It has been a busy week with 2016 winding down. Kentucky is experiencing a mild dry winter. Taking advantage of the mild temps and a bit of rain that came through we moved the pigs to a new field. They had pretty much turned over the small field they had been in. We moved them to a combined woods/pasture/pond area that morning but the electric fence charger had less charge than we realized and they escaped. There is nothing like chasing 3 pigs around the hills to get your blood pumping.
They love chasing the Gator for some reason, so Boone hopped in it and took off across the field with them in hot pursuit. Me? I was bent over double with my hands on my knees gasping for air.
One of the neighbor’s has a small donkey herd. Generous people with huge hearts they had originally rescued a jack and jenny. Nature took its course and the herd grew beyond what they were prepared to handle. They decided to re-home the herd and found homes for all the adult donkeys so the last to go was a foal about 6 months old.
Everyone in our area knows if they have an animal that needs a new owner to call Boone. He and I both love animals and if we cannot take it on we often know people that can. When we received the call asking if we were interested in a foal donkey Boone brought home little Miss Rosebud. I have been around a few donkeys in my life that were foul-tempered and would come at you with teeth bared so I was not terribly excited about her. At the least, I thought she would be a good experiment to see how a donkey lived with the sheep. I had always heard donkeys were good with predator control as they naturally dislike canines and would help keep the coyotes away.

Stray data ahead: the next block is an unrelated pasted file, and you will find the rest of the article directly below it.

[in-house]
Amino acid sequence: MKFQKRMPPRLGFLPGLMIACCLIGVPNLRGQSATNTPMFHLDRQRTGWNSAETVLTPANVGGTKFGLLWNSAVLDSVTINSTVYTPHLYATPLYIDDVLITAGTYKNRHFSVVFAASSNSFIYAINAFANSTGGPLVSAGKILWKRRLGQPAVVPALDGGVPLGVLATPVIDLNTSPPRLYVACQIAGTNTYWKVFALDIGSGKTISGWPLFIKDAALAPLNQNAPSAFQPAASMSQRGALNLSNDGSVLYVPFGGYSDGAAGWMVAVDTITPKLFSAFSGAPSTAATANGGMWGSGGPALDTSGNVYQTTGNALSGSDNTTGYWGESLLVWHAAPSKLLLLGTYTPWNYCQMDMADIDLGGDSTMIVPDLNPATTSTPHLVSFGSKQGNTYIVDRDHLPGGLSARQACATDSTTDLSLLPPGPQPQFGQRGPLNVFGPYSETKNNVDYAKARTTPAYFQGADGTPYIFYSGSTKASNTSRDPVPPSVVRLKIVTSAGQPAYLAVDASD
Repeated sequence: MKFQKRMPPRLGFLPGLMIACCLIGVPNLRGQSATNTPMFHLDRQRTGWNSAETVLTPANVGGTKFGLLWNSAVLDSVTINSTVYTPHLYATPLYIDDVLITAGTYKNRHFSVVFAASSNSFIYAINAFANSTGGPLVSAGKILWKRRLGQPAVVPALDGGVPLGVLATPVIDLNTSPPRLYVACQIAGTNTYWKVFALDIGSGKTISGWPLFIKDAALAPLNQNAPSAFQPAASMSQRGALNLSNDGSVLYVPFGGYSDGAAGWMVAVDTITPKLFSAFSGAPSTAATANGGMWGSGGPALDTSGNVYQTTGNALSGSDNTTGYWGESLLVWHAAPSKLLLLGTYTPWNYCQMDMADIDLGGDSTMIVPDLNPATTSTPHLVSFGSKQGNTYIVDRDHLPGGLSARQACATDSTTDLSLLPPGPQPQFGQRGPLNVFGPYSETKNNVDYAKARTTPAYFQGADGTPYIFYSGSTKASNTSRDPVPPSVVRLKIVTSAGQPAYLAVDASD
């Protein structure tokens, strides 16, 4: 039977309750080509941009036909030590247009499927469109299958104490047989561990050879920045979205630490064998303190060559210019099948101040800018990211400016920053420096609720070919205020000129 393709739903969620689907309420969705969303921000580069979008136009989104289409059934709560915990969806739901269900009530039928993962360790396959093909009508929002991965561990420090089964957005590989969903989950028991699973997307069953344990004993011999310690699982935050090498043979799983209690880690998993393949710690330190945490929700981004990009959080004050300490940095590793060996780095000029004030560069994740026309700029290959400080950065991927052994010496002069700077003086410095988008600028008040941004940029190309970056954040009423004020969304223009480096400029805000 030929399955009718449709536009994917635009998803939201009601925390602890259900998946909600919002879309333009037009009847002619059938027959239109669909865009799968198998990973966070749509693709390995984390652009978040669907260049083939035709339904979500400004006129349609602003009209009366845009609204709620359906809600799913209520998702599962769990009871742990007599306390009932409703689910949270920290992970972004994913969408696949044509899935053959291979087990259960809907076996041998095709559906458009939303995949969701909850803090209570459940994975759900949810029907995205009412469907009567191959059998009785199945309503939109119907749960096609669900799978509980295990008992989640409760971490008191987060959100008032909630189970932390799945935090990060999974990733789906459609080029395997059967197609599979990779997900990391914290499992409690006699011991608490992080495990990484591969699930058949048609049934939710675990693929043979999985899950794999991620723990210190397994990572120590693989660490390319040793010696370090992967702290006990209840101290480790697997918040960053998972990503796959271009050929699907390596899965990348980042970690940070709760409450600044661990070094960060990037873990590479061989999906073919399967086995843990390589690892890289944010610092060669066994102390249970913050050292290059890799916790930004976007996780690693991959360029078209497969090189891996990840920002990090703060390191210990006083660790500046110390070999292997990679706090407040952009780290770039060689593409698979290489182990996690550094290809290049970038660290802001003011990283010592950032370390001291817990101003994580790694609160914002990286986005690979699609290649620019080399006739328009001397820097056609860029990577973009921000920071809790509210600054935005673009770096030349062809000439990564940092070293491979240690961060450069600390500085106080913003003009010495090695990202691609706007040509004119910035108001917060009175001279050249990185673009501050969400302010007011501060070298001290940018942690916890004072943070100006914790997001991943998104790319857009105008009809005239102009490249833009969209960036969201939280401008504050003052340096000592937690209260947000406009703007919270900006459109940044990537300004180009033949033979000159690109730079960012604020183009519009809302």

Turns out little Miss Rosebud has the sweetest, calmest personality. We have pulled burrs out her coat, wormed her and given her shots with minimal fuss on her part. She lets us pick up her feet and loves being scratched. She has a small field to herself and part of the run-in shed while the meds take effect. She has touched noses over the fences with some of the sheep and Bruno, the calf. Most of the day, she grazes on her side of the fence with the 3 little pigs rooting on the other side.
The sheep are now all bred so we will be moving Romeo, the ram, to his own field along with Bruno soon. At that time, we will put Miss Rosebud in with the sheep. I have great hopes they will form a tight bond.
My dad made the best biscuits and I have never been able to duplicate his so I am always on the hunt for a great biscuit recipe. Isn’t it funny how recipes with lots of ingredients can turn out great but simple dishes like potato salad, pimiento cheese and biscuits are hard to get right? Or maybe it is just me!
Anyway, I came across this recipe on the Southern Living website and really love it. It makes big flaky biscuits. Boone loves them with Apple Maple jam or with any of my homemade jams. They are just as good with only butter or with sausage or ham on them.
The only thing I did different from the recipe is I never have self-rising flour so I usually make a batch up when I plan on having these biscuits. The biscuit recipe has several ways to bake them and my favorite is to warm a cast iron skillet in the oven, then rub a bit of butter in it and put the biscuits in. That gives them a crunchy bottom that is so good. I tend to roll them a bit thicker and normally get around ten biscuits. My skillet only holds eight so I cook the last two later.